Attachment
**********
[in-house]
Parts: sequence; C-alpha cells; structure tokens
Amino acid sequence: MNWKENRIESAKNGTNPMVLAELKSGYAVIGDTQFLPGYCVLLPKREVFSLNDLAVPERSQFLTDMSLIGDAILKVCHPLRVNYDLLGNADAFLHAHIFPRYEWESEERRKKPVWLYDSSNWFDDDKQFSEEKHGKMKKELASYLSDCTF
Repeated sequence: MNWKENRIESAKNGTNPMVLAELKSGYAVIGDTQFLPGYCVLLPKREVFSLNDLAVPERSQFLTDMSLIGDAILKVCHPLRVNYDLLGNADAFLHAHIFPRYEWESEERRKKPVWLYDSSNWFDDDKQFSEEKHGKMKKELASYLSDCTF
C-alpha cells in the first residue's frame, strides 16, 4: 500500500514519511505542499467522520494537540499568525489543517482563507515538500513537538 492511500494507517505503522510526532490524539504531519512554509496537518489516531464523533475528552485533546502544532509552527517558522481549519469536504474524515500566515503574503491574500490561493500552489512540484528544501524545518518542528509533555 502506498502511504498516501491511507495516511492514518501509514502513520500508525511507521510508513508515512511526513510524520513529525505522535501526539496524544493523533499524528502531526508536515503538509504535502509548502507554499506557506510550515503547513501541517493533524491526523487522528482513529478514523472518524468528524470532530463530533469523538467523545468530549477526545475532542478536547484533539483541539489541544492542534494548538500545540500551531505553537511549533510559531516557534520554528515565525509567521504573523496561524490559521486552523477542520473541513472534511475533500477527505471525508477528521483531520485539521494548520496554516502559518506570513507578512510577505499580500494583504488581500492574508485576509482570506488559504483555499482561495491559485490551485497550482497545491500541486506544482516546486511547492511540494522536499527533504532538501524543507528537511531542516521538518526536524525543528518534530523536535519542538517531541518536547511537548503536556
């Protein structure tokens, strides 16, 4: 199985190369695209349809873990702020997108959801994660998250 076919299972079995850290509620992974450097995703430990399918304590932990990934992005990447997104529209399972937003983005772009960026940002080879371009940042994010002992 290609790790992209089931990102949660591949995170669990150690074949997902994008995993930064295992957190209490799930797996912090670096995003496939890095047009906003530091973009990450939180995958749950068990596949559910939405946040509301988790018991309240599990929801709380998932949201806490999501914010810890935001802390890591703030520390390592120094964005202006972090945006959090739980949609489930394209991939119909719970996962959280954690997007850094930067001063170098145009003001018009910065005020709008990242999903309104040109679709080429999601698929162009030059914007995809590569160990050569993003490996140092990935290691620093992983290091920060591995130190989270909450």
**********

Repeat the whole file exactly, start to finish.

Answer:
[in-house]
Parts: sequence; C-alpha cells; structure tokens
Amino acid sequence: MNWKENRIESAKNGTNPMVLAELKSGYAVIGDTQFLPGYCVLLPKREVFSLNDLAVPERSQFLTDMSLIGDAILKVCHPLRVNYDLLGNADAFLHAHIFPRYEWESEERRKKPVWLYDSSNWFDDDKQFSEEKHGKMKKELASYLSDCTF
Repeated sequence: MNWKENRIESAKNGTNPMVLAELKSGYAVIGDTQFLPGYCVLLPKREVFSLNDLAVPERSQFLTDMSLIGDAILKVCHPLRVNYDLLGNADAFLHAHIFPRYEWESEERRKKPVWLYDSSNWFDDDKQFSEEKHGKMKKELASYLSDCTF
C-alpha cells in the first residue's frame, strides 16, 4: 500500500514519511505542499467522520494537540499568525489543517482563507515538500513537538 492511500494507517505503522510526532490524539504531519512554509496537518489516531464523533475528552485533546502544532509552527517558522481549519469536504474524515500566515503574503491574500490561493500552489512540484528544501524545518518542528509533555 502506498502511504498516501491511507495516511492514518501509514502513520500508525511507521510508513508515512511526513510524520513529525505522535501526539496524544493523533499524528502531526508536515503538509504535502509548502507554499506557506510550515503547513501541517493533524491526523487522528482513529478514523472518524468528524470532530463530533469523538467523545468530549477526545475532542478536547484533539483541539489541544492542534494548538500545540500551531505553537511549533510559531516557534520554528515565525509567521504573523496561524490559521486552523477542520473541513472534511475533500477527505471525508477528521483531520485539521494548520496554516502559518506570513507578512510577505499580500494583504488581500492574508485576509482570506488559504483555499482561495491559485490551485497550482497545491500541486506544482516546486511547492511540494522536499527533504532538501524543507528537511531542516521538518526536524525543528518534530523536535519542538517531541518536547511537548503536556
């Protein structure tokens, strides 16, 4: 199985190369695209349809873990702020997108959801994660998250 076919299972079995850290509620992974450097995703430990399918304590932990990934992005990447997104529209399972937003983005772009960026940002080879371009940042994010002992 290609790790992209089931990102949660591949995170669990150690074949997902994008995993930064295992957190209490799930797996912090670096995003496939890095047009906003530091973009990450939180995958749950068990596949559910939405946040509301988790018991309240599990929801709380998932949201806490999501914010810890935001802390890591703030520390390592120094964005202006972090945006959090739980949609489930394209991939119909719970996962959280954690997007850094930067001063170098145009003001018009910065005020709008990242999903309104040109679709080429999601698929162009030059914007995809590569160990050569993003490996140092990935290691620093992983290091920060591995130190989270909450």